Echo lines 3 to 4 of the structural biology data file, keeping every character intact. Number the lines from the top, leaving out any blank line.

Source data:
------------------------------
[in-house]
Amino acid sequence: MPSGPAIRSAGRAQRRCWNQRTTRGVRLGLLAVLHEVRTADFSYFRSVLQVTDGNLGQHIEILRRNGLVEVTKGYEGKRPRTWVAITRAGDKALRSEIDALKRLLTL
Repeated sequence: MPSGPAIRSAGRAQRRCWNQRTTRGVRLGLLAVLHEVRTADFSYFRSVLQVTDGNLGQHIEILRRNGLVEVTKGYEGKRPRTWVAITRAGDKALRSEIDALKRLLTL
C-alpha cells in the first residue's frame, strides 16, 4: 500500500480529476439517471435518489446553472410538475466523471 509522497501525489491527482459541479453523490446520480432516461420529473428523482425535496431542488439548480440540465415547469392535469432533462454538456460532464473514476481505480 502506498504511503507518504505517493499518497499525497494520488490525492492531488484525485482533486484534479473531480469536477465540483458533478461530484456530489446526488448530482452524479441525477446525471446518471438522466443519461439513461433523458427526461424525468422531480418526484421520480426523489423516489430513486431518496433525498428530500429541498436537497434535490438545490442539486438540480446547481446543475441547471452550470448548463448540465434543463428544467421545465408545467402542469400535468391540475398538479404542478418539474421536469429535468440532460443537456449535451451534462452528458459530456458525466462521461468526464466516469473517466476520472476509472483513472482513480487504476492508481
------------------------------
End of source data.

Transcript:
Repeated sequence: MPSGPAIRSAGRAQRRCWNQRTTRGVRLGLLAVLHEVRTADFSYFRSVLQVTDGNLGQHIEILRRNGLVEVTKGYEGKRPRTWVAITRAGDKALRSEIDALKRLLTL
C-alpha cells in the first residue's frame, strides 16, 4: 500500500480529476439517471435518489446553472410538475466523471 509522497501525489491527482459541479453523490446520480432516461420529473428523482425535496431542488439548480440540465415547469392535469432533462454538456460532464473514476481505480 502506498504511503507518504505517493499518497499525497494520488490525492492531488484525485482533486484534479473531480469536477465540483458533478461530484456530489446526488448530482452524479441525477446525471446518471438522466443519461439513461433523458427526461424525468422531480418526484421520480426523489423516489430513486431518496433525498428530500429541498436537497434535490438545490442539486438540480446547481446543475441547471452550470448548463448540465434543463428544467421545465408545467402542469400535468391540475398538479404542478418539474421536469429535468440532460443537456449535451451534462452528458459530456458525466462521461468526464466516469473517466476520472476509472483513472482513480487504476492508481